Alun Alun Depok or Depok Square is equipped with various sports facilities such as a basketball court, futsal, skateboard, wall climbing, BMX arena, children's playground, fish pond, fountain, and others.[16] Godongijo Conservation and Education Park is located in Depok. The park provides children and teachers alike the ability to get up close and personal with nature. There are also other children's amusement parks in the city such as Depok Fantasi Waterpark, Taman Pemuda Pratama, and Pondok Zidane.


University of Indonesia Wisma Makara

The following universities are in Depok:

Islamic Junior High School[edit]

In Depok City itself, for Madrasah Tsanawiyah (MTs) there are around[weasel words] 72 schools.[17][18][19]

Depok has several private language schools, namely EF English First, Kinderfield Highfield Depok, International Language Programs (ILP), Lembaga Indonesia Amerika (LIA), The British Institute (TBI), Lembaga Pendidikan Indonesia - Amerika (LPIA), and several other smaller establishments. These are all along Margonda Raya and Cinere Raya, the two main roads that pass through Depok.


Depok is the home town of the Persikad Depok and Depok United FC football team who currently plays in the Liga 2.


Toll road access[edit]

KM Toll road Destination
13 Jagorawi Toll Road Cibubur, Cikeas, Cileungsi, Jonggol
28 Jakarta Outer Ring Road Pasar Minggu, Lenteng Agung
16 Cinere-Jagorawi Toll Road Cisalak, Juanda, Margonda
13 Depok–Antasari Toll Road Sawangan, Parung, Ciputat, Serpong, Billabong, Bogor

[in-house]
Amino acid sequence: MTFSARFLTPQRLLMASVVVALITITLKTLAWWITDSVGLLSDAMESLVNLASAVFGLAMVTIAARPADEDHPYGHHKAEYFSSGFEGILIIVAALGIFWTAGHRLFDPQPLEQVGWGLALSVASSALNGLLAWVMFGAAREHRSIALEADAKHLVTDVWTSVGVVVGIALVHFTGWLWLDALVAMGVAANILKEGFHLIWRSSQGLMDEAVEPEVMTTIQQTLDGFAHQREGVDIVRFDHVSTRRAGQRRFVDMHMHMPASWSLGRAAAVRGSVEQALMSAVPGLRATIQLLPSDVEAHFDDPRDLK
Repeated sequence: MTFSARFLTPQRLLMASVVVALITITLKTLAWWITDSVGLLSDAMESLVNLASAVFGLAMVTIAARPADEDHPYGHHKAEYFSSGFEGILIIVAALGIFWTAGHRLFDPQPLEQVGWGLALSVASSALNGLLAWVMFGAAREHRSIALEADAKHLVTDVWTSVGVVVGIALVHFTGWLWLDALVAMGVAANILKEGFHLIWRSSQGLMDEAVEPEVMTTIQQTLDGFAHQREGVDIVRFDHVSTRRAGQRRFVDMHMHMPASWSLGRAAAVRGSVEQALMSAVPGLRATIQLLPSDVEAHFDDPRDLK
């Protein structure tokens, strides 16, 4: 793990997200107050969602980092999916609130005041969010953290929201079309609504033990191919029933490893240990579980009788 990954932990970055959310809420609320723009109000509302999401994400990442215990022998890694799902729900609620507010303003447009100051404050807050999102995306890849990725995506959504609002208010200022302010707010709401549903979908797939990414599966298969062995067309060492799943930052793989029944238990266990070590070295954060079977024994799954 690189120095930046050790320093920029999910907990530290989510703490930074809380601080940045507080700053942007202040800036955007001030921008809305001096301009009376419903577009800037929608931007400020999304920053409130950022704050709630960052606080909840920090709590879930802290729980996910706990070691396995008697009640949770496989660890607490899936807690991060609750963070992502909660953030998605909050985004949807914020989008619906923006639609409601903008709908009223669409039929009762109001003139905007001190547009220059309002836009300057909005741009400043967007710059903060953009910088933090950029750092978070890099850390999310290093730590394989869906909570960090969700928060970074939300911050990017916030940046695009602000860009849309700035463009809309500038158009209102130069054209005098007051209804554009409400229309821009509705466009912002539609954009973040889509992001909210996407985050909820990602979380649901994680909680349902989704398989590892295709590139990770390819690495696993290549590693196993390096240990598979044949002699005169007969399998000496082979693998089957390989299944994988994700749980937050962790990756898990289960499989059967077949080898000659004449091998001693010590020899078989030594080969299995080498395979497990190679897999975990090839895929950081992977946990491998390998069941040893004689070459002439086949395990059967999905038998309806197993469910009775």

Public transportation[edit]

Depok Station

Angkot is the major means of public transportation in Depok. Go-Jek and Grab and taxicabs are easily available. Depok is connected to other areas of greater Jakarta by commuter train, TransJakarta & Kopaja buses. Depok Lama, Depok Baru Station, Universitas Indonesia Station, Pondok Cina Station and Citayam Station of KRL Jabodetabek commuter train service located within Depok. Commuter train is widely used to travel to Jakarta city center and other parts of Greater Jakarta, but is very crowded during peak hours.


Depok is served by Soekarno-Hatta International Airport and Halim Perdanakusuma International Airport. Meanwhile Pondok Cabe Airport is located at South Tangerang in borders with Depok, but doesn't have regular scheduled air service.

Twin towns – sister cities[edit]

Depok is twinned with:

See also[edit]


  1. ^ Badan Pusat Statistik, Jakarta, 2020.
  2. ^ a b c Biro Pusat Statistik, Jakarta, 2011.
  3. ^ a b c Badan Pusat Statistik, Jakarta, 2021.
  4. ^ a b Barley, Tasa Nugraza. "The Forgotten Bule Depok – Good News from Indonesia". Archived from the original on 2016-05-02. Retrieved 2016-10-18.
  5. ^ a b "Depok: Perdebatan Sebuah Nama". 31 December 2008. Archived from the original on 5 March 2016.
  6. ^ Sundanese English dictionary
  7. ^ Hidayat, Rachmat (September 6, 2014). "Tugu Chastelein Dilarang Berdiri di Depok". Archived from the original on September 8, 2014.
  8. ^ a b Jakarta Globe article. Archived 2010-08-29 at the Wayback Machine
  9. ^ "Depok". Archived from the original on 2011-07-24.
  10. ^ Meijer, Hans. ‘In Indie geworteld, de Geschiedenis van Indische Nederlanders, de twintigste eeuw.’ (Publisher Bert Bakker, Amsterdam, 2004) P.245 ISBN 90-351-2617-3
  11. ^ (in Dutch) Dutch Depok community Website. Retrieved 20 May 2010. Archived 20 April 2008 at the Wayback Machine
  12. ^ Archived 2006-10-11 at the Wayback Machine
  13. ^ "Bahasa Sunda di Kota Depok, Belum Prioritas Tapi Tetap Menggeliat". (in Indonesian). Retrieved 1 January 2023.
  14. ^ Margocity. "Margocity". Archived from the original on 2007-01-08.
  15. ^ "Menara Depok Asri Hadirkan Pesona Square, Mall Dengan Konsep Baru di Depok". Tribun News. Retrieved 22 May 2018.
  16. ^ "Depok Square, The City's New Attraction". Tempo. Retrieved 13 January 2020.
  17. ^ "72 Madrasah Tsanawiyah di Kota depok". Info Depok Website. Retrieved 8 January 2023.
  18. ^
  19. ^ "MTs Yapima". Mts Yapima Website. Retrieved 8 January 2023.
  20. ^ Post, The Jakarta. "Depok: The front line in Indonesia's fight against waste". Archived from the original on 2017-10-04.

External links[edit]